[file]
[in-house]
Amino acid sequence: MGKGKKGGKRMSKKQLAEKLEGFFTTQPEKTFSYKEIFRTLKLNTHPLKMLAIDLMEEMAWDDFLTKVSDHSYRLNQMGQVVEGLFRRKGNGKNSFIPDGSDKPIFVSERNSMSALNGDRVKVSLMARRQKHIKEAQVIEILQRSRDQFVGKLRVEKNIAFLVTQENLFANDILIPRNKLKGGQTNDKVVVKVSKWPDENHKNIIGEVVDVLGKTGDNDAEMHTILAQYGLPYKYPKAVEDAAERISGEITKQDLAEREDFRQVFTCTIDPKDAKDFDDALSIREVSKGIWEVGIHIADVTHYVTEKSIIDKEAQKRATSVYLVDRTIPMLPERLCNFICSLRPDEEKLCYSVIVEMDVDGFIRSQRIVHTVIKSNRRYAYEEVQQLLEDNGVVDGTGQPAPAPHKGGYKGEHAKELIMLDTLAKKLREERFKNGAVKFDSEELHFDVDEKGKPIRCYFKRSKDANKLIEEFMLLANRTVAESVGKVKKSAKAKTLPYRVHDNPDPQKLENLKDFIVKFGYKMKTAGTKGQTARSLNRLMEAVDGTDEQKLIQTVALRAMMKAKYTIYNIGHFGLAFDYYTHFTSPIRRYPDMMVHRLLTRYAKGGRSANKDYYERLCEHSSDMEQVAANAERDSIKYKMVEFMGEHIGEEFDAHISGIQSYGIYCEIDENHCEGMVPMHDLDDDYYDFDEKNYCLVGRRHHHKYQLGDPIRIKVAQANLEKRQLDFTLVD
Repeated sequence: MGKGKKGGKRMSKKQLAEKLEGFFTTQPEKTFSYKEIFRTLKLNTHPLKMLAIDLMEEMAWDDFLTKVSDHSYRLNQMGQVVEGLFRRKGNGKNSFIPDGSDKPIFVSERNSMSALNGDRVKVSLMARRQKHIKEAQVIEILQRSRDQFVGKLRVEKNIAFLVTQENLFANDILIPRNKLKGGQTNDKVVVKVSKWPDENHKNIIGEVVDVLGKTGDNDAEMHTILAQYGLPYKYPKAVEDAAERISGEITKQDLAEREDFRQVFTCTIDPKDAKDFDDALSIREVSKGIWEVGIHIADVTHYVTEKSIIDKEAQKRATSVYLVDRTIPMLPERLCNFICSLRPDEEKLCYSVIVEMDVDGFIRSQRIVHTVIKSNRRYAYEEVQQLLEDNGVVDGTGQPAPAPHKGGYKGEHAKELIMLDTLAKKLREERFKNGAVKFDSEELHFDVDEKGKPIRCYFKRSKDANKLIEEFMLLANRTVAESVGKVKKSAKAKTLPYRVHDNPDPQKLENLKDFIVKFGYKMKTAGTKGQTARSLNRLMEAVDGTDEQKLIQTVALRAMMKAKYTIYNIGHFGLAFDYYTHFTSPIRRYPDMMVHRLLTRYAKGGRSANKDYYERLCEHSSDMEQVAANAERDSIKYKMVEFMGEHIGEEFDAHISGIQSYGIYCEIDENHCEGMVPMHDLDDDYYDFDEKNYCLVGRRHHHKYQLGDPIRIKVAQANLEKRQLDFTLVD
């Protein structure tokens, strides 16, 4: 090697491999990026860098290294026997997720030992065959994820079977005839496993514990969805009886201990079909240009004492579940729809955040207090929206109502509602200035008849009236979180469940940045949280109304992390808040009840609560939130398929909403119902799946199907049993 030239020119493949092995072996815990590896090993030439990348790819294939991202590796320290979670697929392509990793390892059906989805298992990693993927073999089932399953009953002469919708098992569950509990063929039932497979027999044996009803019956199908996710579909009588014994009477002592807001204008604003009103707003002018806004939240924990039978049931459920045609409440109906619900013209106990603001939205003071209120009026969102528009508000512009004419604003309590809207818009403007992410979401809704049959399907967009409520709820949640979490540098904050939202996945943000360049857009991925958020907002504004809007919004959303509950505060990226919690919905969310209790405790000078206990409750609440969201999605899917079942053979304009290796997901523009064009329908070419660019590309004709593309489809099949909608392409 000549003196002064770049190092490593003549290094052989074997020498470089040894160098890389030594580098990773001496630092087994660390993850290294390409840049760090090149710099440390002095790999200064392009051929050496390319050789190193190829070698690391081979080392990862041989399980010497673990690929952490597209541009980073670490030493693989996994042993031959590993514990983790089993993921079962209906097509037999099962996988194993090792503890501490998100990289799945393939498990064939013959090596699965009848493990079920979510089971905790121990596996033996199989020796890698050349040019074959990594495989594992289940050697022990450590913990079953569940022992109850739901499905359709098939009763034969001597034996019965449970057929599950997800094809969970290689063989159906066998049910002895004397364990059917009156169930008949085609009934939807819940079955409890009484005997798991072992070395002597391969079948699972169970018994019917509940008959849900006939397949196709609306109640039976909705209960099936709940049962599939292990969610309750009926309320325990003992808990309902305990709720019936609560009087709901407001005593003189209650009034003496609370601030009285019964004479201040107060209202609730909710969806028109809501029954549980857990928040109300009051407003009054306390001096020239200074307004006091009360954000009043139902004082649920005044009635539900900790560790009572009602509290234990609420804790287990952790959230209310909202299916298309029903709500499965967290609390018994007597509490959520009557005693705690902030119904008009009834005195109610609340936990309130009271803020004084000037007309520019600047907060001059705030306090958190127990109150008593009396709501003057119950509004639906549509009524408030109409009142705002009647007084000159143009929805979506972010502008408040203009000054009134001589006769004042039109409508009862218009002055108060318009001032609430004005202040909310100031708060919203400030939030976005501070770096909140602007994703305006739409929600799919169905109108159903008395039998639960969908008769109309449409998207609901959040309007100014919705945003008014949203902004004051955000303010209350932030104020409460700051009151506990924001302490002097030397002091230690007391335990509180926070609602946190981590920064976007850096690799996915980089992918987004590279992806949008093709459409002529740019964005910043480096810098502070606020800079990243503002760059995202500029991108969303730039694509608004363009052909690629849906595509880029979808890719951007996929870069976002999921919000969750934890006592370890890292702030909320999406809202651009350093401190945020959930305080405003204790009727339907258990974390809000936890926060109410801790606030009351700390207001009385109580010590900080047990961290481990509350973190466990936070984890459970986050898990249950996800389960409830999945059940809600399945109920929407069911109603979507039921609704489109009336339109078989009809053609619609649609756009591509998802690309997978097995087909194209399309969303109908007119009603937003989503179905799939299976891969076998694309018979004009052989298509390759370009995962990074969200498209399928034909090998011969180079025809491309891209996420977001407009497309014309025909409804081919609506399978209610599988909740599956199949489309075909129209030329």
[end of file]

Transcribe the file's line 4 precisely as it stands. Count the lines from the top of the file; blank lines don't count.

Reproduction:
């Protein structure tokens, strides 16, 4: 090697491999990026860098290294026997997720030992065959994820079977005839496993514990969805009886201990079909240009004492579940729809955040207090929206109502509602200035008849009236979180469940940045949280109304992390808040009840609560939130398929909403119902799946199907049993 030239020119493949092995072996815990590896090993030439990348790819294939991202590796320290979670697929392509990793390892059906989805298992990693993927073999089932399953009953002469919708098992569950509990063929039932497979027999044996009803019956199908996710579909009588014994009477002592807001204008604003009103707003002018806004939240924990039978049931459920045609409440109906619900013209106990603001939205003071209120009026969102528009508000512009004419604003309590809207818009403007992410979401809704049959399907967009409520709820949640979490540098904050939202996945943000360049857009991925958020907002504004809007919004959303509950505060990226919690919905969310209790405790000078206990409750609440969201999605899917079942053979304009290796997901523009064009329908070419660019590309004709593309489809099949909608392409 000549003196002064770049190092490593003549290094052989074997020498470089040894160098890389030594580098990773001496630092087994660390993850290294390409840049760090090149710099440390002095790999200064392009051929050496390319050789190193190829070698690391081979080392990862041989399980010497673990690929952490597209541009980073670490030493693989996994042993031959590993514990983790089993993921079962209906097509037999099962996988194993090792503890501490998100990289799945393939498990064939013959090596699965009848493990079920979510089971905790121990596996033996199989020796890698050349040019074959990594495989594992289940050697022990450590913990079953569940022992109850739901499905359709098939009763034969001597034996019965449970057929599950997800094809969970290689063989159906066998049910002895004397364990059917009156169930008949085609009934939807819940079955409890009484005997798991072992070395002597391969079948699972169970018994019917509940008959849900006939397949196709609306109640039976909705209960099936709940049962599939292990969610309750009926309320325990003992808990309902305990709720019936609560009087709901407001005593003189209650009034003496609370601030009285019964004479201040107060209202609730909710969806028109809501029954549980857990928040109300009051407003009054306390001096020239200074307004006091009360954000009043139902004082649920005044009635539900900790560790009572009602509290234990609420804790287990952790959230209310909202299916298309029903709500499965967290609390018994007597509490959520009557005693705690902030119904008009009834005195109610609340936990309130009271803020004084000037007309520019600047907060001059705030306090958190127990109150008593009396709501003057119950509004639906549509009524408030109409009142705002009647007084000159143009929805979506972010502008408040203009000054009134001589006769004042039109409508009862218009002055108060318009001032609430004005202040909310100031708060919203400030939030976005501070770096909140602007994703305006739409929600799919169905109108159903008395039998639960969908008769109309449409998207609901959040309007100014919705945003008014949203902004004051955000303010209350932030104020409460700051009151506990924001302490002097030397002091230690007391335990509180926070609602946190981590920064976007850096690799996915980089992918987004590279992806949008093709459409002529740019964005910043480096810098502070606020800079990243503002760059995202500029991108969303730039694509608004363009052909690629849906595509880029979808890719951007996929870069976002999921919000969750934890006592370890890292702030909320999406809202651009350093401190945020959930305080405003204790009727339907258990974390809000936890926060109410801790606030009351700390207001009385109580010590900080047990961290481990509350973190466990936070984890459970986050898990249950996800389960409830999945059940809600399945109920929407069911109603979507039921609704489109009336339109078989009809053609619609649609756009591509998802690309997978097995087909194209399309969303109908007119009603937003989503179905799939299976891969076998694309018979004009052989298509390759370009995962990074969200498209399928034909090998011969180079025809491309891209996420977001407009497309014309025909409804081919609506399978209610599988909740599956199949489309075909129209030329």